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To Cluster or Not to Cluster Is Not the Issue: It’s about Leadership

March 31, 2019

The world economy is in a competitive street-fight, with a no-holds-barred struggle for market share, and indeed for supremacy within a market.

Over several decades, economists have developed and advanced their theories on how to develop cities and regions. When I studied urban economics and regional development in the late seventies and early eighties, growth poles were the hot topic. Companies would be drawn to specific locations that had desirable amenities, taxes, talent, etc. This would create an agglomeration effect over time.

Later on, people such as Harvard’s Michael Porter marketed his concept of innovation clusters. His 1990 book The Advantage of Nations became a best seller. During the subsequent years Porter’s reputation grew as he further elaborated on his ideas, where he became the de facto guru on clusters and their role in creating wealth and jobs.

Ideas come, and ideas fade. Whether it’s because the empirical proof never fully arrives to support a concept, or because people desire a new fad with fancy terminology, can be debated. What’s at stake, however, is how national and local governments address the global economy’s growing complexity and intense competitiveness. (Above photo: Singapore)

Strategy+Business, an online newsletter from booz&co., featured an excellent article by Ernest J. Watson III (University of Southern California) entitled: How to Make a Region Innovative.

The rest of this post provides some of the main highlights.

Watson describes innovation clusters as networks of organizations whose purpose is to “jumpstart” industries at a regional level and which are able to compete internationally. He then notes that many of these attempts never achieve their goals.

His research over many years has found that cluster initiatives typically fail because of the misguided belief that a heroic innovator has the solution. Or that government throws cash at the initiative. Or that business schools become blinded by supporting their students’ entrepreneurial ambitions.

If the aim is to create a chain of innovation that can be sustained over the long-term, then a new way of thinking is needed. In Watson’s mind, this means embedding innovation within established social institutions and networks. To do this effectively requires connecting together four sectors. Watson calls this “The Quad.”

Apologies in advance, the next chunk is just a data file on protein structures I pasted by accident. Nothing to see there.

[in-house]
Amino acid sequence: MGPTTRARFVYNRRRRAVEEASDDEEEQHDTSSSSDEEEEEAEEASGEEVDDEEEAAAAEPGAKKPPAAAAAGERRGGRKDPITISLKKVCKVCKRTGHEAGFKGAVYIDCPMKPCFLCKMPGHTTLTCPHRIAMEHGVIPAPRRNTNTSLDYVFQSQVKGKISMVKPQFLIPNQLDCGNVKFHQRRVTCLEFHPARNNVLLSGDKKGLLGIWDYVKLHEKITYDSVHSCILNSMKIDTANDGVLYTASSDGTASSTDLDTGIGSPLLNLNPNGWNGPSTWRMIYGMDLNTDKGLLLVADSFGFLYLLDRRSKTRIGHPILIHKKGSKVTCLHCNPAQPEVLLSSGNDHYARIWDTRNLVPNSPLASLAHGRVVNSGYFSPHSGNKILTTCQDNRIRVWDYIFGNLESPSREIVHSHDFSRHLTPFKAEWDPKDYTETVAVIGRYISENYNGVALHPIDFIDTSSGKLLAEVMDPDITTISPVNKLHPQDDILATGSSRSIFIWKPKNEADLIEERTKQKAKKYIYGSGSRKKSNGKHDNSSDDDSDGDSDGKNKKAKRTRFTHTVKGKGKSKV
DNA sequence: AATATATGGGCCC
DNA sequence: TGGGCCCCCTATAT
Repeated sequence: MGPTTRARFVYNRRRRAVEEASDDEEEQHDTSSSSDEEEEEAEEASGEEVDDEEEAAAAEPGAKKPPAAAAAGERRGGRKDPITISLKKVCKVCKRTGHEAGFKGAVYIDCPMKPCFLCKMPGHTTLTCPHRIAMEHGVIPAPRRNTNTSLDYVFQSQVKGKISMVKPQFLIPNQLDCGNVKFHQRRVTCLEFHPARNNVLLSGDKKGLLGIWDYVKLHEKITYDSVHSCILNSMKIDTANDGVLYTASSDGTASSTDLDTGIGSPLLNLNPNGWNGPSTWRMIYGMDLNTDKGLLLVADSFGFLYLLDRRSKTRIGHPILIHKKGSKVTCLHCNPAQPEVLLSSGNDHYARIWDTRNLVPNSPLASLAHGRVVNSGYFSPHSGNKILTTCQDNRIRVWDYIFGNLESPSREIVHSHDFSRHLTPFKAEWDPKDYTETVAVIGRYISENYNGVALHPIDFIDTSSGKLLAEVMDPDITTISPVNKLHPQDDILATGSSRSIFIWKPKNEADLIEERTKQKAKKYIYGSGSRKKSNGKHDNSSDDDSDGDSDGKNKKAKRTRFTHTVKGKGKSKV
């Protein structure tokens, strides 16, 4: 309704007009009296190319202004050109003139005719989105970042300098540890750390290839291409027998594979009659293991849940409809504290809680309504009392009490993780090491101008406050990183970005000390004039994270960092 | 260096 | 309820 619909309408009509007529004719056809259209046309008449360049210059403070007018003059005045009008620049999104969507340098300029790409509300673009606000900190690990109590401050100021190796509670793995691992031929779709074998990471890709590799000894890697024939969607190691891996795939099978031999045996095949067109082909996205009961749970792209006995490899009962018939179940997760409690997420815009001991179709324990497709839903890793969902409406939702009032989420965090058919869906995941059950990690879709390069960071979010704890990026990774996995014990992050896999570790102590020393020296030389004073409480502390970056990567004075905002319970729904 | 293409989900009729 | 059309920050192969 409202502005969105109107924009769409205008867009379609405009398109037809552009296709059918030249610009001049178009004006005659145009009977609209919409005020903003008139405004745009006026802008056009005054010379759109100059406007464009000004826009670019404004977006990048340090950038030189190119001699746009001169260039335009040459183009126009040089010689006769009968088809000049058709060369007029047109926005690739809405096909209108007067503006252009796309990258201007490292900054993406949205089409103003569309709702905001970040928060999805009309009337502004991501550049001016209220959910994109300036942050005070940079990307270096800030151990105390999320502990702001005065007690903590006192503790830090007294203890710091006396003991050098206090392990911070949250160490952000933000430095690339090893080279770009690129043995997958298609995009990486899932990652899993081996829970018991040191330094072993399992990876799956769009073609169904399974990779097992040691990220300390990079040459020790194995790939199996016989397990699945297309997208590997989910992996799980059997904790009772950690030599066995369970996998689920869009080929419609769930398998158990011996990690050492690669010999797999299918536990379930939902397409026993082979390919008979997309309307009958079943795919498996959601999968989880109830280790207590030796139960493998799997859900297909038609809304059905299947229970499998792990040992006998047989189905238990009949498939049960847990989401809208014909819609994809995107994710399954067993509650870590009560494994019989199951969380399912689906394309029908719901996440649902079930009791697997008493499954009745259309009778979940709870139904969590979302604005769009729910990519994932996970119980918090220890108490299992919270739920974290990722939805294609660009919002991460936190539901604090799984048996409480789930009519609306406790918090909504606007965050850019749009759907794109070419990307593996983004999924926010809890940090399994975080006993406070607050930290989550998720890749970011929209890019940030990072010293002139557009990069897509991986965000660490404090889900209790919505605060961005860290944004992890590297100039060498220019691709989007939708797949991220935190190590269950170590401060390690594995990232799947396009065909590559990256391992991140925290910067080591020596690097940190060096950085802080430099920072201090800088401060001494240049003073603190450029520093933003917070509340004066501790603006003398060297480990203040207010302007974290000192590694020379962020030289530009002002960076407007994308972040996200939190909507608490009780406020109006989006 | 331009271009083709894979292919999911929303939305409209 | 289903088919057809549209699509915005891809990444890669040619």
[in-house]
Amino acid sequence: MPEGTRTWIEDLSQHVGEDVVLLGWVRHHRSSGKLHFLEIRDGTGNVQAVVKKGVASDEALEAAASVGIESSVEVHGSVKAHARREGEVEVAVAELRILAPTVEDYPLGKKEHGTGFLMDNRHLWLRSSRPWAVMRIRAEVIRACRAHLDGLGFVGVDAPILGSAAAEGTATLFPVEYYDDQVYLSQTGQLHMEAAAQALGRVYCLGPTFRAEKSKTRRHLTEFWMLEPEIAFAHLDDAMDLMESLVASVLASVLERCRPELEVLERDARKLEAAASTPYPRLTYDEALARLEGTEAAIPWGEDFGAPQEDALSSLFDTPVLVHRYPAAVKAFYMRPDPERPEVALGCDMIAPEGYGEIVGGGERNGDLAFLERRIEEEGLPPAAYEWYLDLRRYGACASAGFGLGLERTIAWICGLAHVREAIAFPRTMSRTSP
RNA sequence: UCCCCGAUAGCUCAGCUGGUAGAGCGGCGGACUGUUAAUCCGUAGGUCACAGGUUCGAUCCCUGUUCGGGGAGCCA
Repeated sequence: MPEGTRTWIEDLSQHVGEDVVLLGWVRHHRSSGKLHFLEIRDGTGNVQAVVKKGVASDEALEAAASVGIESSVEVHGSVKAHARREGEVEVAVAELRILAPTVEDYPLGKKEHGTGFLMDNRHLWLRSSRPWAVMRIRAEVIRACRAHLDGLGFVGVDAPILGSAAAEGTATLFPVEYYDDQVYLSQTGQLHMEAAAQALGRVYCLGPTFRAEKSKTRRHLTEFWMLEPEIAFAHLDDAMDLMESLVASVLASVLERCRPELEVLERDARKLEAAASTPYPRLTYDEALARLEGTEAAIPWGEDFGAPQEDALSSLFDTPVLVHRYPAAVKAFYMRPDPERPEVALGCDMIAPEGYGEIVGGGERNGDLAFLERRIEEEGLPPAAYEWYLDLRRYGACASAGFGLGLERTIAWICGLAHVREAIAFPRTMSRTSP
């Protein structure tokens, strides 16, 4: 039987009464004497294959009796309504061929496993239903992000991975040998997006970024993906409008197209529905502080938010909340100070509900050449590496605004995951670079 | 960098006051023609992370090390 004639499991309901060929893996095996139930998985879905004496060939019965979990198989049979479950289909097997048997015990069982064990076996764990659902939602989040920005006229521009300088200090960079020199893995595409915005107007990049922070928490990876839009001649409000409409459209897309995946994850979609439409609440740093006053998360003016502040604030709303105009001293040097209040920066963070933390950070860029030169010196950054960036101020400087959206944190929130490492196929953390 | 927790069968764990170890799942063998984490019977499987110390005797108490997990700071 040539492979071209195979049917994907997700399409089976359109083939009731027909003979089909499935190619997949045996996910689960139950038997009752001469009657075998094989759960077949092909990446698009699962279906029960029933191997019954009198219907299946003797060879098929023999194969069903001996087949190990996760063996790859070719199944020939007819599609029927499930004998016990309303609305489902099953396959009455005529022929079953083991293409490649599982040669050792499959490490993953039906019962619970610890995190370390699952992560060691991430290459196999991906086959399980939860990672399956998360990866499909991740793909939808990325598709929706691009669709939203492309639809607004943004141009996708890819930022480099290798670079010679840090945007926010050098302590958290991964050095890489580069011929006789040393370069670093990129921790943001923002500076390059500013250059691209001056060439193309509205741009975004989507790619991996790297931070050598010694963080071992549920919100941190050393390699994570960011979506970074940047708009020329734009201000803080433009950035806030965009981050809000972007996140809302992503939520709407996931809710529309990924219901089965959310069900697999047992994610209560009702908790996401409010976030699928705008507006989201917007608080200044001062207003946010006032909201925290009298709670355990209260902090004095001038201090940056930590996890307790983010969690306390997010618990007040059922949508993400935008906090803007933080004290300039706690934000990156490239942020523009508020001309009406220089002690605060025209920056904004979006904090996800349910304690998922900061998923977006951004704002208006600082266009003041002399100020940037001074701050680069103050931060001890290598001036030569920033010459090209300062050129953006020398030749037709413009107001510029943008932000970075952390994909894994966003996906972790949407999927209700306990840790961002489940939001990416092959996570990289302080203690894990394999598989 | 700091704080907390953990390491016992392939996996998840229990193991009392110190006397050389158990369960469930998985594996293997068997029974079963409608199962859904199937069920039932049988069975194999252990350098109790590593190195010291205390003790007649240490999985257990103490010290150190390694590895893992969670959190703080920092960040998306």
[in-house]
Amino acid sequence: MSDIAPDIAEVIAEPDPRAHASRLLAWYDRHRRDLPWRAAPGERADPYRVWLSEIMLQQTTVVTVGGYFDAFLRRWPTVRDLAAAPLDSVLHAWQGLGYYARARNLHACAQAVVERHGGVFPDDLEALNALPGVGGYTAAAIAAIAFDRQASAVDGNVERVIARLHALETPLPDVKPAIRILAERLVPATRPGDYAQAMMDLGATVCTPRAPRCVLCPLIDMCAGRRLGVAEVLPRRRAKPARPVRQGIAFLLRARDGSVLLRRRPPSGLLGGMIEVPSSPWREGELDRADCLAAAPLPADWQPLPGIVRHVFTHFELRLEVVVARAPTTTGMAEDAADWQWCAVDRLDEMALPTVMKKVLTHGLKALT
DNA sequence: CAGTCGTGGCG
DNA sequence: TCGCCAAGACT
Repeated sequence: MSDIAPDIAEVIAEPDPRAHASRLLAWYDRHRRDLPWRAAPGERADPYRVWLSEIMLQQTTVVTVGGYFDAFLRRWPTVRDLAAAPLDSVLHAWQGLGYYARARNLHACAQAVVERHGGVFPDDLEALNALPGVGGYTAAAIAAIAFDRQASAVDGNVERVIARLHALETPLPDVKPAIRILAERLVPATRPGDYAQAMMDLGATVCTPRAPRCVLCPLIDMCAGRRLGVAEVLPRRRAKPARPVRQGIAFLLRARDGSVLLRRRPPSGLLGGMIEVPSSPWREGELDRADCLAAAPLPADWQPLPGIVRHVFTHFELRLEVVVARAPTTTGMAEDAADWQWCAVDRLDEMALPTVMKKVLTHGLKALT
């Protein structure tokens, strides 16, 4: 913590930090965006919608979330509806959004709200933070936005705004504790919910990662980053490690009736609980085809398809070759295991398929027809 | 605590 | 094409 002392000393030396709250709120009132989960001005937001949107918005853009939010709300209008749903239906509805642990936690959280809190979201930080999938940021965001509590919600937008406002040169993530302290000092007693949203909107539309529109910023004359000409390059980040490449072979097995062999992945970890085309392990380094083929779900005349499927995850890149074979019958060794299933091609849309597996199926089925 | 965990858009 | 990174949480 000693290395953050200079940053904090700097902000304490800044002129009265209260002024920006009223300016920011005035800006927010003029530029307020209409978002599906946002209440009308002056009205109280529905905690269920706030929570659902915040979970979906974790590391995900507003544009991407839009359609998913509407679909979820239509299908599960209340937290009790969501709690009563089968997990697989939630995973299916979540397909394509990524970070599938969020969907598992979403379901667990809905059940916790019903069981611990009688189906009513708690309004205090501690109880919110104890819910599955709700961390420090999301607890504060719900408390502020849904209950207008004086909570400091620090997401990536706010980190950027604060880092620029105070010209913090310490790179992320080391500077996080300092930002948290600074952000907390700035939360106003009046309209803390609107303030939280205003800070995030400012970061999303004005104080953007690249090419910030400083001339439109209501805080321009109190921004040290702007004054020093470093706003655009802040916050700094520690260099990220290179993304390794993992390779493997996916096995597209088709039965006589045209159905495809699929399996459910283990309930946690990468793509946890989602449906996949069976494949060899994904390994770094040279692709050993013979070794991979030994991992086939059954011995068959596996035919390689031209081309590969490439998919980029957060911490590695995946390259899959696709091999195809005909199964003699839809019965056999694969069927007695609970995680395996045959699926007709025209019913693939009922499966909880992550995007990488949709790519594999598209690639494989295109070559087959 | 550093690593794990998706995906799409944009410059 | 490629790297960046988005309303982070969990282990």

1) Business
This is the cluster’s economic engine, where much of the needed capital is raised and risk-taking is concentrated. Business leaders play a vital role in the Quad.

2) Government
The needed infrastructure investment is provided from government, whether physical, broadband, schools, transportation, etc. It also provides regulations, tax breaks and investment rules.

3) Universities
An ongoing supply of talented graduates is necessary for a cluster. In addition, a steady stream of ideas from research is key to the creation of new knowledge.

4) Non-Profit
This sector spans a wide variety of non-governmental organizations (NGOs). They play an important role in the Quad because they typically have their feet on the ground, understanding the pulse of the community. For example, these organizations are moving increasingly into such areas as banking and finance (e.g., microfinancing in developing countries or small business in North America).

And to accomplish this form of innovation hotbed of activity, one word rises to the top: LEADERSHIP

Leadership is key if cross-sector networks are to be created and used effectively.

Leadership is essential if an organizational culture is to emerge where innovation is a way of being.

Leadership is mandatory if talent management is to be managed properly: from recruitment to employee development to retention to knowledge transfer.

Human beings are impatient, with a strong tendency to dismiss history. We want instant results, and when they don’t arrive fast enough we move on to a new fad or concept.

Watson reminds the reader that it took 100 years for Bangalore, India, to evolve into a strong cluster. It took Silicon Valley in California over 30 years to achieve its international reputation.

Canada and the United States no longer have the luxury of time to experiment with new concepts, with academics debating endlessly about their merits or deficiencies. If we’re to stop the slide in our respective global competitiveness, then we’d better learn quickly how to tear down the barriers and rules that hinder collaboration across the four Quads. JT

A successful quad system needs organizations that are willing to continually reform themselves, and to collaborate on building the cluster’s capabilities as a whole, spreading good management practice from one organization to another.
– Ernest Watson

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